• Lack of visible sponsorship from the C-level executives
  • Lack of resources made available to carry out the change management programme. Often limited by budget or time.

These two elements are the single biggest reasons why a change management programme fails.

5. No cooperation between customer and service provider

The level of overall satisfaction with the contract depends largely on the level of cooperation between the customer and the service provider. Poor cooperation between these two parties often leads to poor communication, mismanaged transition and high employee turnover in the outsourced business unit.

The seeds of poor cooperation can often be traced back to the RFP stage. Many RFP’s are counterproductive to a change management programme. During our research, we found many examples where the support functions from the customer organisation showed a visible lack of interest and priority given to the outsourced unit long before the handover. This resulted in a high employee turnover in the business unit and dissatisfaction from both the customer and service provider.

6. Change saturation

Many companies often find themselves in the state of change. At the same time – most of us have a saturation limit. Above this limit change becomes problematic. The change management team must try to assess the change saturation level in the organisation before the project gets under way. On the basis of this assessment, the team can adjust its activities accordingly. If the saturation level is too high, the team should even consider delaying the facility and service management outsourcing.  The saturation level can be assessed by monitoring employee turnover rates, absenteeism, productivity levels, employee engagement levels, lack of inter-departmental cooperation and silo thinking as well as a general low level of trust in management.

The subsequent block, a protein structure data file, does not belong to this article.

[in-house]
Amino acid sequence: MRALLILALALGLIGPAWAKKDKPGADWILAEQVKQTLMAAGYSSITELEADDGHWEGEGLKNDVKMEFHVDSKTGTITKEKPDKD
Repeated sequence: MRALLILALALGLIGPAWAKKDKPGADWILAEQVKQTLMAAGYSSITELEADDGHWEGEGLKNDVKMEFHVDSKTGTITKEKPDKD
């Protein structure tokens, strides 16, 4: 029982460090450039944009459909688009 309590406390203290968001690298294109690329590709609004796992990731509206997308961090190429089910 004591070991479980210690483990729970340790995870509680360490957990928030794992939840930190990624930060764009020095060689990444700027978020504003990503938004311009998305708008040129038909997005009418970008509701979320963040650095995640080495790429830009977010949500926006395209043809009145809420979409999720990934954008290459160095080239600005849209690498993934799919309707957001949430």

7. Poor transition between the two companies

Our interviews identified several examples where the customer – especially the HR department – lost all interest in the outsourced employees several months before the official handover. This left the employees very dissatisfied, not knowing which organisation they belong to and feeling unwanted. Transition management is an important element of change management and if let out, it can negatively impact the entire change management effort.

8. Resistance from employees

Many of the common pitfalls listed above are likely to lead to resistance from the employees. For example, if the middle managers are not on board then neither will the employees be. If the organisation has gone through too many changes in a short period of time, then this may lead to resistance. Resistance is consistently cited as the single most important reason why change efforts fail and yet few change programmes use specific resistance management tools and processes to identify and manage resistance. Special effort should be put into managing resistance proactively instead of hoping that resistance will not occur.